Featured Research

from universities, journals, and other organizations

What's behind the success of the soccer 'knuckleball'

Date:
November 16, 2012
Source:
American Physical Society's Division of Fluid Dynamics
Summary:
What makes soccer star Christiano Ronaldo’s “knuckleball” shot so unpredictable and difficult to stop?

What makes soccer star Christiano Ronaldo's "knuckleball" shot so unpredictable and difficult to stop? At the American Physical Society's (APS) Division of Fluid Dynamics (DFD) meeting, November 18 -- 20, 2012, in San Diego, Calif., a team of researchers investigating this phenomenon will reveal their findings.

A "knuckleball" in soccer refers to a ball kicked at very low spin, which results in a zigzag trajectory. Along its straight path, the ball deviates laterally by roughly the diameter of a ball (0.2 m). The deviation direction appears to be unpredictable, which is extremely frustrating for goalkeepers attempting to block it.

Variations of the knuckleball are also used in baseball and volleyball, so many players and coaches want to understand the physics at play during its zigzag trajectory.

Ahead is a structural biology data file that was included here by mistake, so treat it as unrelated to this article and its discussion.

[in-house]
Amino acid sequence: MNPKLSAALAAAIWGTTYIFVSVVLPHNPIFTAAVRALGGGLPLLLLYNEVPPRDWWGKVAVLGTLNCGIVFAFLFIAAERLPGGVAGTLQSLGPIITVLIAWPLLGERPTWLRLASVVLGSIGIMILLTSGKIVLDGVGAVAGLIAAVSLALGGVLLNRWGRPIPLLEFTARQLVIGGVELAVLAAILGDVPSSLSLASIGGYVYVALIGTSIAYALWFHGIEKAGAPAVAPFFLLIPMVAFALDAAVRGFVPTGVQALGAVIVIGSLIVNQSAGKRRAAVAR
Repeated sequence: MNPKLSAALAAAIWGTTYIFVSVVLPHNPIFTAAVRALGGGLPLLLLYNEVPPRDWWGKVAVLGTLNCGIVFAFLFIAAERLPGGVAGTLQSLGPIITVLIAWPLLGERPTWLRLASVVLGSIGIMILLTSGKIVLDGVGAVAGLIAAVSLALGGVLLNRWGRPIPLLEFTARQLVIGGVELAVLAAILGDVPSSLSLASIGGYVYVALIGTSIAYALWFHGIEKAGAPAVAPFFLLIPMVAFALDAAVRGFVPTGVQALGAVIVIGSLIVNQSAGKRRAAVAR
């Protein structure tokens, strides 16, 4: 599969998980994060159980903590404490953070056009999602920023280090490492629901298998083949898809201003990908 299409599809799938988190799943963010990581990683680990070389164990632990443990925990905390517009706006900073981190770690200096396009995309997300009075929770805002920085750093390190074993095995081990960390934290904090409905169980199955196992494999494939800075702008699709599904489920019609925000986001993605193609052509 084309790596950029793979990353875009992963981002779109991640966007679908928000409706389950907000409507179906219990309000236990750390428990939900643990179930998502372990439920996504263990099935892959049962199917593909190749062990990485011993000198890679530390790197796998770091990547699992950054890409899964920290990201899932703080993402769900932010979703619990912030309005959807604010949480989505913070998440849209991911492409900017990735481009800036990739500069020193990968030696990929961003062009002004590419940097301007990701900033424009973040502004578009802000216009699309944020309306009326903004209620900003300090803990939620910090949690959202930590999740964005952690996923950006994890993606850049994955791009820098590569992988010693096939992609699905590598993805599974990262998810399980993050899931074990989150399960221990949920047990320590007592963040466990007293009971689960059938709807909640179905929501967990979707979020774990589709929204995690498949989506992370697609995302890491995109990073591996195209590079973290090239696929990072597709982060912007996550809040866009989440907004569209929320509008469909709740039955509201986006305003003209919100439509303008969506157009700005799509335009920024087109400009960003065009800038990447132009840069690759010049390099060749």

"We decided to study the knuckleball because the physics of sports is such a new field and there are many discoveries to be made," explains Caroline Cohen, a Ph.D. student at Ιcole Polytechnique's Hydrodynamics Laboratory (LadHyX) in France.

After trying other experiments, Cohen and colleague Baptiste Darbois Texier, also a Ph.D. student, working with Christophe Clanet, a research director at France's Centre National de la Recherche Scientifique (CNRS), focused on an approach that involves dropping steel beads into a tank of water and studying their trajectory. They discovered that the knuckleball phenomenon occurs, but at much shorter distances. This makes it easier to observe with an ultrafast camera, which lets you see things you can't with the "naked" eye.

"The big surprise is that every bead makes a zigzag -- from a little plastic bead to a steel weight of 7 kg (15.4 lbs)," says Cohen. "We wouldn't have bet on this occurring before we tried it, so it was quite exciting to actually see it by doing a simple experiment."